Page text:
By Mannix Porterfield
Motorists who have grown careless about buckling up with a seatbelt had best get used to the idea of using one in a few weeks, or face the prospect of a $25 fine.
Gov. Earl Ray Tomblin made it official Thursday by signing a House bill that turns failure to use a seatbelt in the front seat for drivers and passengers alike a primary traffic offense.
That means a law enforcement officer needn’t spot another moving violation to issue a ticket.
No one applauded Tom-blin’s approval of HB2108 any more than Senate Judiciary Chairman Corey Palumbo, D-Kanawha, who had successfully steered his version of the bill through the Senate the past five sessions, only to watch it die in the House of Delegates.
“It won’t prevent accidents,” Palumbo said, “but it will reduce injuries and fatalities for the accidents that occur.”
Palumbo pointed out that failure to buckle up is already a traffic violation in West Virginia.
“Most people, I think, don’t realize you are breaking the law right now if you don’t wear your seatbelt,” he said.
“It’s just merely a change in enforcement.”
At an outdoor ceremony, Tomblin predicted the law would result in 17 fewer highway deaths a year and prevent 184 serious injuries.
“I’m happy to sign this bill,” the governor said.
“Buckling your seatbelt is one of the easiest life-saving precautions you can take, helping ensure your safety on the road. As Memorial Day approaches, millions of Americans will be on the road. Now is the perfect time to remind travelers, just as this year’s ‘Click It or Ticket’ campaign states, Be Ready, Be Buckled.”
West Virginia became the 34th state to make the seatbelt law a primary one. Of that number, 16 states, along with Guam and the Northern Mariana Islands, consider the failure of anyone riding in the rear seat to use a belt a primary offense.
Most states impose a $25 fine, including West Virginia, but some charge as much as $100 for breaking the law.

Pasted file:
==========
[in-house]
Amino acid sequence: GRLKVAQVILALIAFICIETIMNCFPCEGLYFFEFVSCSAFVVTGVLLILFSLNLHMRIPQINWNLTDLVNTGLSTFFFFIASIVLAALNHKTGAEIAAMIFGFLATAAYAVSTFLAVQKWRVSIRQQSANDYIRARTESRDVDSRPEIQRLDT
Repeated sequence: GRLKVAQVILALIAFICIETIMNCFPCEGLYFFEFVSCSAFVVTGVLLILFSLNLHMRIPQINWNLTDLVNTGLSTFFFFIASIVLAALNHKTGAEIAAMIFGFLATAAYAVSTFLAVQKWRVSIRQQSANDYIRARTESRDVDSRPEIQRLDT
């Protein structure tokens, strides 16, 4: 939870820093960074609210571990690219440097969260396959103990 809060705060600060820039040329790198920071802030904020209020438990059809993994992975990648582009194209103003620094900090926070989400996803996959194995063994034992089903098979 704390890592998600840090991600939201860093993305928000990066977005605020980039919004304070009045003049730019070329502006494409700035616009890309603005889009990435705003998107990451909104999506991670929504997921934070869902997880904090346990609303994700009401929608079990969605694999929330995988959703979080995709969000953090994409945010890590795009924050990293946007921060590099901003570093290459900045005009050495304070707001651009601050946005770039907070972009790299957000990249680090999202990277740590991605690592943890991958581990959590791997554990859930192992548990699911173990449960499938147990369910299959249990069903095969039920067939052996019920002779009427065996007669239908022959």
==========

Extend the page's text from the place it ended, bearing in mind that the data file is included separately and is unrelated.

“I don’t think it’s ever been about fining people or punishing people,” Palumbo said.
“It’s about trying to encourage people to wear their seatbelts in a higher percentage. It moves the needle. It raises the level of percentage of people who actually wear seatbelts and it saves lives. Once they start wearing it, they get in the habit and do it more and more, and it becomes a regular habit.”
Cars built in the modern era provide drivers a reminder to get strapped in, with either a flashing red light on the odometer, or a beeping sound, or both.
Palumbo said the measure, effective July 9, should reduce serious injuries, even deaths, since drivers and passengers aren’t likely to be thrown through a windshield or from the vehicle.
And, there is the possibility that health care costs can be lowered with fewer highway injuries, he said.
“The primary reason you do something like this is to try to prevent injuries and actual deaths, not the other things that may occur as a result,” the judiciary chairman said.
In many instances, he said, people injured in accidents aren’t covered and wind up as either a cost to the state or as charity care at hospitals.
Delegate Barbara Fleischauer, D-Monongalia, was the lone sponsor of this year’s bill, which becomes law a week after another law becomes effective making the use of hand-held communications devices a primary offense.
Palumbo found a touch of irony in the fact in the past session, he made no effort to get the seatbelt law through the Senate, but decided to let the House act first, rather than get his approved early with no assurance the House would even take it up.
Even though the bill doesn’t bear his name, Palumbo said he is pleased with the end result.
“Anything we can do to reduce serious injuries and fatalities, we should do,” he added.
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